Last updated by at .

Florida DUI Laws | Changes are Needed

Florida DUI Laws

Florida DUI Laws | The War on Drugs

Florida DUI Laws & The War on Drugs

Florida DUI laws and the war on drugs are unnecessarily inextricably intertwined with one another.  Florida Statute 316.193 states:

“(1) A person is guilty of the offense of driving under the influence and is subject to punishment as provided in subsection (2) if the person is driving or in actual physical control of a vehicle within this state and:

(a) The person is under the influence of alcoholic beverages, any chemical substance set forth in s. 877.111, or any substance controlled under chapter 893, when affected to the extent that the person’s normal faculties are impaired;”
Accordingly, an individual can only be convicted of DUI if that individual is impaired by 1) alcoholic beverages, 2) chemical substances enumerated in Florida Statute 877.111 or 3) controlled substances specifically listed in Chapter 893 Florida Statutes.

The Problem with Chapter 893

Florida Statute 316.193 prohibits driving while impaired by drugs by referencing Florida Statute Chapter 893.  The problem is that Chapter 893 Florida Statutes does not contain all psychoactive substances that can impair an individuals ability to drive a vehicle.  There are some glaring omissions in Chapter 893.  For example, Ambien, generic name zolpidem, is not a controlled substance under Florida Law.  Ambien is a federally controlled substance, but the Florida DUI statute does not specify substances controlled under federal law.  Also excluded from Florida’s DUI statute are over the counter substances such as dextromethorphan and diphenhydramine.  It is possible to be charged with other offenses while high on unscheduled substances.  You might be convicted of reckless driving or vehicular homicide, if somebody dies, but you cannot be convicted of DUI.

Where DUI and The War on Drugs Meet

In order for a substance to be a “DUI eligible” substance it must be a controlled substance under Chapter 893.  A substance must come to the attention of state lawmakers in order for a substance to be listed in Chapter 893.  Accordingly, Florida DUI laws regarding drugs are reactive.  Admittedly, there is no way to create a statute that will specifically enumerate all substances capable of impairment.  However, the law, as written, does not take into account the changing nature of the recreational pharmaceutical market.  The law addresses the issue on a substance by substance basis.  The law is ineffective against specific drugs until such time as that specific drug causes a problem.

Currently, the only way to make a substance “DUI eligible” is to place it on the controlled substance list.  However, reactively adding new substances to the controlled substance list is unnecessary if impairment wasn’t limited to controlled substances under Chapter 893.  Florida Statute 316.193 needs to be changed unless the legislature wants to go back to the drawing board every legislative session when a new concoction rolls out.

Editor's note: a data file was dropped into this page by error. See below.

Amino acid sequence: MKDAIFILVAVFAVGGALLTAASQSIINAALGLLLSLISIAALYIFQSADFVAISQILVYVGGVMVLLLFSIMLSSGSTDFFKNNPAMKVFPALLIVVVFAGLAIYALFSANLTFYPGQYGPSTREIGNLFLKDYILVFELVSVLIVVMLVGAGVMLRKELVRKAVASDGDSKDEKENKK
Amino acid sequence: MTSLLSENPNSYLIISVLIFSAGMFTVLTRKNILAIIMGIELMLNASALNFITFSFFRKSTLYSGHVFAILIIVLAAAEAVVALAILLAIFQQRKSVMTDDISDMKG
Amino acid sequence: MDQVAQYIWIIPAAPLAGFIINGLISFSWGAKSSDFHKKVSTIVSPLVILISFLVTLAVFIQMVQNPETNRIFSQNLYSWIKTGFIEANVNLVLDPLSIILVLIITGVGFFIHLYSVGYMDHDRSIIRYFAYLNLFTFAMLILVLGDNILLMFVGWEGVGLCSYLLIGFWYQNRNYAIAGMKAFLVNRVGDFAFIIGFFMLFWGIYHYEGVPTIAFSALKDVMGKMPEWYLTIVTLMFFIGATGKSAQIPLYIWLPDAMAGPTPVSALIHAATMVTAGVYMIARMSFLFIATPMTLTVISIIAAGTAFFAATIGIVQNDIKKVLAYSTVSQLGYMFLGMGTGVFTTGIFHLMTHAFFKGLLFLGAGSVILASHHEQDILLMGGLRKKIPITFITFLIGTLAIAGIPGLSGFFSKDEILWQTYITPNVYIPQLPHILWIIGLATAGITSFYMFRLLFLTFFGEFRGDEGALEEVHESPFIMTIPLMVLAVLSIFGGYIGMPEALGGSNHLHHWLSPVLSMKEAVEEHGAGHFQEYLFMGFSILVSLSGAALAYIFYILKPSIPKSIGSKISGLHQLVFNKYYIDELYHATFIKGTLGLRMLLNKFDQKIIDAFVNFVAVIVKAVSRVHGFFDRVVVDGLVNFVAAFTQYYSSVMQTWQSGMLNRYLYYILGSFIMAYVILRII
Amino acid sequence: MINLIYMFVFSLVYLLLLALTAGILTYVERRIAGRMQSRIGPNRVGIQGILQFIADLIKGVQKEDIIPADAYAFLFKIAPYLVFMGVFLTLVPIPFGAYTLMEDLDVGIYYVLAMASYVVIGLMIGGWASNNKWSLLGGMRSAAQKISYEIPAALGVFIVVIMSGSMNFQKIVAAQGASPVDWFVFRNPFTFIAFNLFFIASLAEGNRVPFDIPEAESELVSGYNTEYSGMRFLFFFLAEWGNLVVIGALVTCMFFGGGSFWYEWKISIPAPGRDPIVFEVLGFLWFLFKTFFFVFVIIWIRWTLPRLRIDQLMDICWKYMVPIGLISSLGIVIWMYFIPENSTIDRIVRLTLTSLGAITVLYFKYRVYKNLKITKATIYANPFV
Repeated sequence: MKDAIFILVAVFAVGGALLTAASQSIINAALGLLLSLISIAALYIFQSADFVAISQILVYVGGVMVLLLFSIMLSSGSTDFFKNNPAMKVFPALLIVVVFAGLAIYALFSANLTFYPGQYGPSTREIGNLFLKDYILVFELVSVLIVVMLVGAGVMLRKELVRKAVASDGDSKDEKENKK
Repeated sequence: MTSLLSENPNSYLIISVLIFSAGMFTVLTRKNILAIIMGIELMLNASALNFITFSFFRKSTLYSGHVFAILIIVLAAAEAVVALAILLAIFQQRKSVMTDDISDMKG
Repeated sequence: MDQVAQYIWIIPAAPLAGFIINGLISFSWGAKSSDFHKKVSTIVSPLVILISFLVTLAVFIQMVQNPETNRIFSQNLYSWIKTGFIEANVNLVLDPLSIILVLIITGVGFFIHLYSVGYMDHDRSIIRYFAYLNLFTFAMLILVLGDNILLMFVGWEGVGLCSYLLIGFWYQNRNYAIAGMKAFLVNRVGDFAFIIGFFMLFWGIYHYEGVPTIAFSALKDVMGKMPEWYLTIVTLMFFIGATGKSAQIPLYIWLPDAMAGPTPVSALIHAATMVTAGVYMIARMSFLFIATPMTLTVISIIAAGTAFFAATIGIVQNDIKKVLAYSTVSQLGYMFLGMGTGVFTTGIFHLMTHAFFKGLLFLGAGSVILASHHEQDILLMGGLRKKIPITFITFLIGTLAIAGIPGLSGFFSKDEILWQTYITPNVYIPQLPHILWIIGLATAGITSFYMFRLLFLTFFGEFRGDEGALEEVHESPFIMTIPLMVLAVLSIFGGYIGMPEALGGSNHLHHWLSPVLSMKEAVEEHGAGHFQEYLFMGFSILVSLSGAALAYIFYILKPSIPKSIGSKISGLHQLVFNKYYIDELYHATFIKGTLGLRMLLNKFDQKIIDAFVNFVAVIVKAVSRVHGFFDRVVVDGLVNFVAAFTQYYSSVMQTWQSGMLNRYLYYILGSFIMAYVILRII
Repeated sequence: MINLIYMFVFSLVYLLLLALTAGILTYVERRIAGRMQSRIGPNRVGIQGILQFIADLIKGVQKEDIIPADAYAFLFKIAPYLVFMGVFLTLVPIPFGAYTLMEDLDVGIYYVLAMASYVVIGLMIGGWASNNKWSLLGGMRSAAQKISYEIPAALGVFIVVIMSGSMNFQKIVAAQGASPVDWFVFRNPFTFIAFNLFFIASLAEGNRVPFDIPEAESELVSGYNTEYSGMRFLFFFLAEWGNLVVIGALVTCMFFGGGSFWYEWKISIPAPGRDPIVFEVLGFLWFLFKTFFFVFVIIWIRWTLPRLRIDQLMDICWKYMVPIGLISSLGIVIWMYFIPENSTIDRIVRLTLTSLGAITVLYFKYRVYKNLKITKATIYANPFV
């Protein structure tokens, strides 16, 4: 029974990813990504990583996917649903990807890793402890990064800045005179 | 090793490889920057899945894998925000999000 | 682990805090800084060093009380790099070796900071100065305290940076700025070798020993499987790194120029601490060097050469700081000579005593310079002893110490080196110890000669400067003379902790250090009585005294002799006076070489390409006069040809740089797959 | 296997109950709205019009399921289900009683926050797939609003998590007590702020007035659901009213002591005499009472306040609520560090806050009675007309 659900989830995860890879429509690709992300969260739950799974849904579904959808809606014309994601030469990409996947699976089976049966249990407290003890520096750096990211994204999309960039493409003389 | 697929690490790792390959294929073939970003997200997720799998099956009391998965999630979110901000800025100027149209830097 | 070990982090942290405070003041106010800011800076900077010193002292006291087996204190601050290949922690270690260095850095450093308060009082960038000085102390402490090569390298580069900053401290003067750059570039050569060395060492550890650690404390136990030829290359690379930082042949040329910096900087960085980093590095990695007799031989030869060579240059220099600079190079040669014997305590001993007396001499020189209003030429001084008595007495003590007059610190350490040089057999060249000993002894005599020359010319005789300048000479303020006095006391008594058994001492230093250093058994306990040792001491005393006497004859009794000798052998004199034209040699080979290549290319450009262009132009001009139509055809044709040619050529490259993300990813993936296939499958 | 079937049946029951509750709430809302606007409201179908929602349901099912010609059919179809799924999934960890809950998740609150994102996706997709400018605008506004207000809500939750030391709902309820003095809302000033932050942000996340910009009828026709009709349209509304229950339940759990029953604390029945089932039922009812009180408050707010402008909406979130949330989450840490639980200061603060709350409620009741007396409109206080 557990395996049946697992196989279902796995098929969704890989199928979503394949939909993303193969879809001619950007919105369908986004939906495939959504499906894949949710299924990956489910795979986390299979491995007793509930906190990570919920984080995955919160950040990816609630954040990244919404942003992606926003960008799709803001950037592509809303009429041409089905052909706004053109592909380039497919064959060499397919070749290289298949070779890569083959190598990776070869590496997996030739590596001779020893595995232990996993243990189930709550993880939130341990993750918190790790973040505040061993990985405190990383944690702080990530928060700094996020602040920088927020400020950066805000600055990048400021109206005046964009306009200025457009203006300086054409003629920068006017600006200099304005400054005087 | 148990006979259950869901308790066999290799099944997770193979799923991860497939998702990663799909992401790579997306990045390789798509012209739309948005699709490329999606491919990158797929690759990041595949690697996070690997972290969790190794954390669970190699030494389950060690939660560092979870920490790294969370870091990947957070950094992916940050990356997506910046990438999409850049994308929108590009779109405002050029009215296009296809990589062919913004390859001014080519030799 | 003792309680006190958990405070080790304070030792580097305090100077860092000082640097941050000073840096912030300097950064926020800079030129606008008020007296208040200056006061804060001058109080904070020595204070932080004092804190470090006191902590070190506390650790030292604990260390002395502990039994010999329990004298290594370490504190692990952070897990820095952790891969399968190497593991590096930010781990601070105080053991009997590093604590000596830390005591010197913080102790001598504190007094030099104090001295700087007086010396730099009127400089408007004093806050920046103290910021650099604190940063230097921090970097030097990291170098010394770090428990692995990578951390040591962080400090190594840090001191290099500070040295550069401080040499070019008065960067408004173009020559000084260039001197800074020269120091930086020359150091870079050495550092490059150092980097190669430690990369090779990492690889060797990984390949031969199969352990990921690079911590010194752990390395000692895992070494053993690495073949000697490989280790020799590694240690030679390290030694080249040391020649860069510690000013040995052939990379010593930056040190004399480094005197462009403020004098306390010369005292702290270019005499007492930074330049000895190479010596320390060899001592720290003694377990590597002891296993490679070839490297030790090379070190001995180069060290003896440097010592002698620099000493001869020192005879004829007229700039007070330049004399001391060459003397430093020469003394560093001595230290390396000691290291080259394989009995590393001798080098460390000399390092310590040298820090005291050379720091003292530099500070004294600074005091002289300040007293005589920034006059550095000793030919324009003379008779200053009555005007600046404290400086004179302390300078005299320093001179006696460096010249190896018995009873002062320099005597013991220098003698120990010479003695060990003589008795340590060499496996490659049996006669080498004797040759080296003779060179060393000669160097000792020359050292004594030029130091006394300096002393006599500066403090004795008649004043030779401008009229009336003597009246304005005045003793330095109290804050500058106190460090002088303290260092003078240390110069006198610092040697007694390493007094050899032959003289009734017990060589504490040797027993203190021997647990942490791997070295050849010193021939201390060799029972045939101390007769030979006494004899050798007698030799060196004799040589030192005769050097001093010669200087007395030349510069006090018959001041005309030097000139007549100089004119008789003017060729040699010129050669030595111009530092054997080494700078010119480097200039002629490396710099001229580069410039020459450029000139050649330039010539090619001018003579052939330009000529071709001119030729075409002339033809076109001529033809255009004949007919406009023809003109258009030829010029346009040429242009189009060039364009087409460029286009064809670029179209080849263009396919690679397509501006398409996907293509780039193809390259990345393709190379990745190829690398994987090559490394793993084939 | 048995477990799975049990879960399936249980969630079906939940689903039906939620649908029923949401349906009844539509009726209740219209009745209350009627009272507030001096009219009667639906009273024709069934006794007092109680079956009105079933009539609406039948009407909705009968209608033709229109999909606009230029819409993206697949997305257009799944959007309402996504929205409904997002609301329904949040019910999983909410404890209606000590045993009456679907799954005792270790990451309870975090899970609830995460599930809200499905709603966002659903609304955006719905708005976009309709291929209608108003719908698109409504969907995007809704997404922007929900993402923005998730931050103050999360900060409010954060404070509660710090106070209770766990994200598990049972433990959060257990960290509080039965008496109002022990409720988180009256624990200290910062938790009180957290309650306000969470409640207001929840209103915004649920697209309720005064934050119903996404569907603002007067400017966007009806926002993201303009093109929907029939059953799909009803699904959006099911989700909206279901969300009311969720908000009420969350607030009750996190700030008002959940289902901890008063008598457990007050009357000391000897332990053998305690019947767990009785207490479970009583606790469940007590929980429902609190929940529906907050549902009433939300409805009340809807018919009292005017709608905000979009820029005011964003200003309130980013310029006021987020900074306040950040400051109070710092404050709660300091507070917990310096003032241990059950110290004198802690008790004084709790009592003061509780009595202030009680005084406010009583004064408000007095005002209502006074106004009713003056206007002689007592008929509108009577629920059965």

Changes Needed

No drastic changes are needed to change the current statute to a statute that evolves as legal and illegal drugs are developed and hit the market.  This is the change that I would propose:

“(1) A person is guilty of the offense of driving under the influence and is subject to punishment as provided in subsection (2) if the person is driving or in actual physical control of a vehicle within this state and:

(a) The person is under the influence of alcoholic beverages, any chemical substance set forth in s. 877.111, or any substance controlled under chapter 893 a controlled substance under Chapter 893 Florida Statutes or any other drug or psychoactive substance capable of impairing a person’s physical or mental faculties, or any combination of said substances, when affected to the extent that the person’s normal faculties are impaired;”

The revision, as written above, eliminates the continuous need to amend Chapter 893 Florida Statutes in order to incorporate new substances into the DUI statute.  Not only is it efficient, but it also effectively closes the over the counter loop hole in Florida’s DUI Laws.

From a defense perspective, this really doesn’t change anything.  The state still has the burden to prove that there was a substance in the driver’s system and that the substance is capable of and did impair the defendant’s ability to drive a car.  This is not a metabolite DUI statute.  The state would still have to perform lab tests on blood and urine.  The belief that this would somehow permit a DUI conviction based on the unsubstantiated belief of a police officer does not have any merit.

For more information, please contact us at:

The Law Offices of Michael A. Dye, PA, 1 East Broward Boulevard #700, Fort Lauderdale, FL 33301 (954)990-0525 or
The Law Offices of Michael A. Dye, PA, 2 S Biscayne Blvd, Miami, FL 33131 (305)459-3286